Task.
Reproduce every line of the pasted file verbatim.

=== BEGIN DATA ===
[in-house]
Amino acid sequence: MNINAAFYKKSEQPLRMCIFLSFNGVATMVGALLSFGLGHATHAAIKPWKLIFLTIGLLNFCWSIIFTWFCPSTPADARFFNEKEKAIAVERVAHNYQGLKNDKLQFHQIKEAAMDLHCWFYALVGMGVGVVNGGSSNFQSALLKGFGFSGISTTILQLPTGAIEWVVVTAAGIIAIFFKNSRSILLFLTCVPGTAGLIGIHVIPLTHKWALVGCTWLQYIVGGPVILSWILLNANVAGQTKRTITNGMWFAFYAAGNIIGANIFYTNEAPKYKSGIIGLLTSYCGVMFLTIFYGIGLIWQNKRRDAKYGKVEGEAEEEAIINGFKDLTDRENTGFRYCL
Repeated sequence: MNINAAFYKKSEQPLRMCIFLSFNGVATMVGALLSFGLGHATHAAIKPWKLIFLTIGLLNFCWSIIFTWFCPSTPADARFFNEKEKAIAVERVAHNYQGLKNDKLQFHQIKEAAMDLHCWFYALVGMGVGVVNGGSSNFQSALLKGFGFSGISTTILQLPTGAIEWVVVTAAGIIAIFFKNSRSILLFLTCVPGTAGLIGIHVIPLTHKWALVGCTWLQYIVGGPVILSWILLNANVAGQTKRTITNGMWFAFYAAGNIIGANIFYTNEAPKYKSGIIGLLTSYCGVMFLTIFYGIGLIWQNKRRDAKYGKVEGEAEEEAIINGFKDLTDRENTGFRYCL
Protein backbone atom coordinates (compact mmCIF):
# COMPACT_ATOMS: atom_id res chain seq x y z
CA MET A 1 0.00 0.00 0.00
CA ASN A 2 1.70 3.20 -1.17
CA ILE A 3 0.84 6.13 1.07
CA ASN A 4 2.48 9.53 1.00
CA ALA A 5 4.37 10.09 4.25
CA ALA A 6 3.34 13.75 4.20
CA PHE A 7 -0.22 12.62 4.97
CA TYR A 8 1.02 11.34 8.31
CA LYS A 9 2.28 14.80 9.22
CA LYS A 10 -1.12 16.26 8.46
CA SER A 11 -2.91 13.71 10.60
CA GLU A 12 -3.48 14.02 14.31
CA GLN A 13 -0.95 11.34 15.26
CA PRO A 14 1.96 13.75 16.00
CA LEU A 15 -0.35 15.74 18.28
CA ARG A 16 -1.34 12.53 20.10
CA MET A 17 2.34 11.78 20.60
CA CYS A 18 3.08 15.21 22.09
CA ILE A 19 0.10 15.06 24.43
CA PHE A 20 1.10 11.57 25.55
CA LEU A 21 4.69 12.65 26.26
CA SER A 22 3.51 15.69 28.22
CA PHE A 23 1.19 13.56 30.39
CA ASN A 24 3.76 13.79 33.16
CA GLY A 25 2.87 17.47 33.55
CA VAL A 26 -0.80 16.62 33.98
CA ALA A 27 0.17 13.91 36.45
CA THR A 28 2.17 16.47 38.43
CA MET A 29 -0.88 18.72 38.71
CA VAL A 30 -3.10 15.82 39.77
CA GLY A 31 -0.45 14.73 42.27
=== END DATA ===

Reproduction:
[in-house]
Amino acid sequence: MNINAAFYKKSEQPLRMCIFLSFNGVATMVGALLSFGLGHATHAAIKPWKLIFLTIGLLNFCWSIIFTWFCPSTPADARFFNEKEKAIAVERVAHNYQGLKNDKLQFHQIKEAAMDLHCWFYALVGMGVGVVNGGSSNFQSALLKGFGFSGISTTILQLPTGAIEWVVVTAAGIIAIFFKNSRSILLFLTCVPGTAGLIGIHVIPLTHKWALVGCTWLQYIVGGPVILSWILLNANVAGQTKRTITNGMWFAFYAAGNIIGANIFYTNEAPKYKSGIIGLLTSYCGVMFLTIFYGIGLIWQNKRRDAKYGKVEGEAEEEAIINGFKDLTDRENTGFRYCL
Repeated sequence: MNINAAFYKKSEQPLRMCIFLSFNGVATMVGALLSFGLGHATHAAIKPWKLIFLTIGLLNFCWSIIFTWFCPSTPADARFFNEKEKAIAVERVAHNYQGLKNDKLQFHQIKEAAMDLHCWFYALVGMGVGVVNGGSSNFQSALLKGFGFSGISTTILQLPTGAIEWVVVTAAGIIAIFFKNSRSILLFLTCVPGTAGLIGIHVIPLTHKWALVGCTWLQYIVGGPVILSWILLNANVAGQTKRTITNGMWFAFYAAGNIIGANIFYTNEAPKYKSGIIGLLTSYCGVMFLTIFYGIGLIWQNKRRDAKYGKVEGEAEEEAIINGFKDLTDRENTGFRYCL
Protein backbone atom coordinates (compact mmCIF):
# COMPACT_ATOMS: atom_id res chain seq x y z
CA MET A 1 0.00 0.00 0.00
CA ASN A 2 1.70 3.20 -1.17
CA ILE A 3 0.84 6.13 1.07
CA ASN A 4 2.48 9.53 1.00
CA ALA A 5 4.37 10.09 4.25
CA ALA A 6 3.34 13.75 4.20
CA PHE A 7 -0.22 12.62 4.97
CA TYR A 8 1.02 11.34 8.31
CA LYS A 9 2.28 14.80 9.22
CA LYS A 10 -1.12 16.26 8.46
CA SER A 11 -2.91 13.71 10.60
CA GLU A 12 -3.48 14.02 14.31
CA GLN A 13 -0.95 11.34 15.26
CA PRO A 14 1.96 13.75 16.00
CA LEU A 15 -0.35 15.74 18.28
CA ARG A 16 -1.34 12.53 20.10
CA MET A 17 2.34 11.78 20.60
CA CYS A 18 3.08 15.21 22.09
CA ILE A 19 0.10 15.06 24.43
CA PHE A 20 1.10 11.57 25.55
CA LEU A 21 4.69 12.65 26.26
CA SER A 22 3.51 15.69 28.22
CA PHE A 23 1.19 13.56 30.39
CA ASN A 24 3.76 13.79 33.16
CA GLY A 25 2.87 17.47 33.55
CA VAL A 26 -0.80 16.62 33.98
CA ALA A 27 0.17 13.91 36.45
CA THR A 28 2.17 16.47 38.43
CA MET A 29 -0.88 18.72 38.71
CA VAL A 30 -3.10 15.82 39.77
CA GLY A 31 -0.45 14.73 42.27